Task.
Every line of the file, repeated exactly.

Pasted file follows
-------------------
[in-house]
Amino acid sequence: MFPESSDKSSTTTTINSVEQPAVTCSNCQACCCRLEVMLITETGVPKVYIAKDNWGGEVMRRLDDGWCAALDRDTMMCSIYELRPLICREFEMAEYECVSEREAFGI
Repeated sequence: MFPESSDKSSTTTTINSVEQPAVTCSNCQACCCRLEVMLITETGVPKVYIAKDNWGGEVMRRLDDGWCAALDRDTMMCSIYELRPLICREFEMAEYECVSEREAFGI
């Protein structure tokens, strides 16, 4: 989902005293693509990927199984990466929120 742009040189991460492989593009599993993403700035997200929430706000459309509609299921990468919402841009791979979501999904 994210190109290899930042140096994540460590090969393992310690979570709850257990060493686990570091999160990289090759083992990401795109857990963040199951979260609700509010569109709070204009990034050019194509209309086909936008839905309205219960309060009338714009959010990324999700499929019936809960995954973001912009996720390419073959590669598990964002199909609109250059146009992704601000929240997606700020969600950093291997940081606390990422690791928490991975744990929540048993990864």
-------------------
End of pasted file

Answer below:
[in-house]
Amino acid sequence: MFPESSDKSSTTTTINSVEQPAVTCSNCQACCCRLEVMLITETGVPKVYIAKDNWGGEVMRRLDDGWCAALDRDTMMCSIYELRPLICREFEMAEYECVSEREAFGI
Repeated sequence: MFPESSDKSSTTTTINSVEQPAVTCSNCQACCCRLEVMLITETGVPKVYIAKDNWGGEVMRRLDDGWCAALDRDTMMCSIYELRPLICREFEMAEYECVSEREAFGI
């Protein structure tokens, strides 16, 4: 989902005293693509990927199984990466929120 742009040189991460492989593009599993993403700035997200929430706000459309509609299921990468919402841009791979979501999904 994210190109290899930042140096994540460590090969393992310690979570709850257990060493686990570091999160990289090759083992990401795109857990963040199951979260609700509010569109709070204009990034050019194509209309086909936008839905309205219960309060009338714009959010990324999700499929019936809960995954973001912009996720390419073959590669598990964002199909609109250059146009992704601000929240997606700020969600950093291997940081606390990422690791928490991975744990929540048993990864």